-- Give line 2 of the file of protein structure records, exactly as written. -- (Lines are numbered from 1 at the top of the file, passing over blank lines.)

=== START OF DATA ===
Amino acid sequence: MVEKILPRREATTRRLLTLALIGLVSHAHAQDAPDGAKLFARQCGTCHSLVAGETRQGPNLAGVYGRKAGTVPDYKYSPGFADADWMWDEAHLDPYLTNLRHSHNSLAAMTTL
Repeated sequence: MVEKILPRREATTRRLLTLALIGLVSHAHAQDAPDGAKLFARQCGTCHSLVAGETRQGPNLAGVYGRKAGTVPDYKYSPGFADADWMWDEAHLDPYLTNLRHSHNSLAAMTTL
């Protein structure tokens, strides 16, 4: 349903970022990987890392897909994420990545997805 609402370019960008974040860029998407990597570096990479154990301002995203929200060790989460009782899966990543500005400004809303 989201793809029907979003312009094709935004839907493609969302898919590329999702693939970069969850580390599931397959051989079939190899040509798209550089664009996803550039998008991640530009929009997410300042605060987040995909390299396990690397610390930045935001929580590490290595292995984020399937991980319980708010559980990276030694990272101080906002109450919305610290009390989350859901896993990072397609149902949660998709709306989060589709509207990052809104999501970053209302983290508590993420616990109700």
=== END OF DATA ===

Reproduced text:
Repeated sequence: MVEKILPRREATTRRLLTLALIGLVSHAHAQDAPDGAKLFARQCGTCHSLVAGETRQGPNLAGVYGRKAGTVPDYKYSPGFADADWMWDEAHLDPYLTNLRHSHNSLAAMTTL